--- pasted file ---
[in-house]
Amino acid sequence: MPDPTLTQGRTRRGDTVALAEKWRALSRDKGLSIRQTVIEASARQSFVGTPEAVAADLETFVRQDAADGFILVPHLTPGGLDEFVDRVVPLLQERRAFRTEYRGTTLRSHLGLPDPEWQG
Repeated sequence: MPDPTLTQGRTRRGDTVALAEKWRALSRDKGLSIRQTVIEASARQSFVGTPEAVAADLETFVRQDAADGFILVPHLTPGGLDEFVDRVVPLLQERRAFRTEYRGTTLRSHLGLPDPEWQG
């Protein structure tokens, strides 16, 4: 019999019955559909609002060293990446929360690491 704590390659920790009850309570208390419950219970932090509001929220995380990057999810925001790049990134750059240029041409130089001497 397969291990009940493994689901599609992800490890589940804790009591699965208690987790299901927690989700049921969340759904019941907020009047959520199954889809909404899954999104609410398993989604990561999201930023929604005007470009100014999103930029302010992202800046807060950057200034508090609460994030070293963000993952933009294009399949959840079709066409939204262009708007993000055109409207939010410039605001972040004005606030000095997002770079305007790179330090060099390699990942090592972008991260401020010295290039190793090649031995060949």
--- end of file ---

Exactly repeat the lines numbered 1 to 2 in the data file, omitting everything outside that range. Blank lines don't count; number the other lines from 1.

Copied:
[in-house]
Amino acid sequence: MPDPTLTQGRTRRGDTVALAEKWRALSRDKGLSIRQTVIEASARQSFVGTPEAVAADLETFVRQDAADGFILVPHLTPGGLDEFVDRVVPLLQERRAFRTEYRGTTLRSHLGLPDPEWQG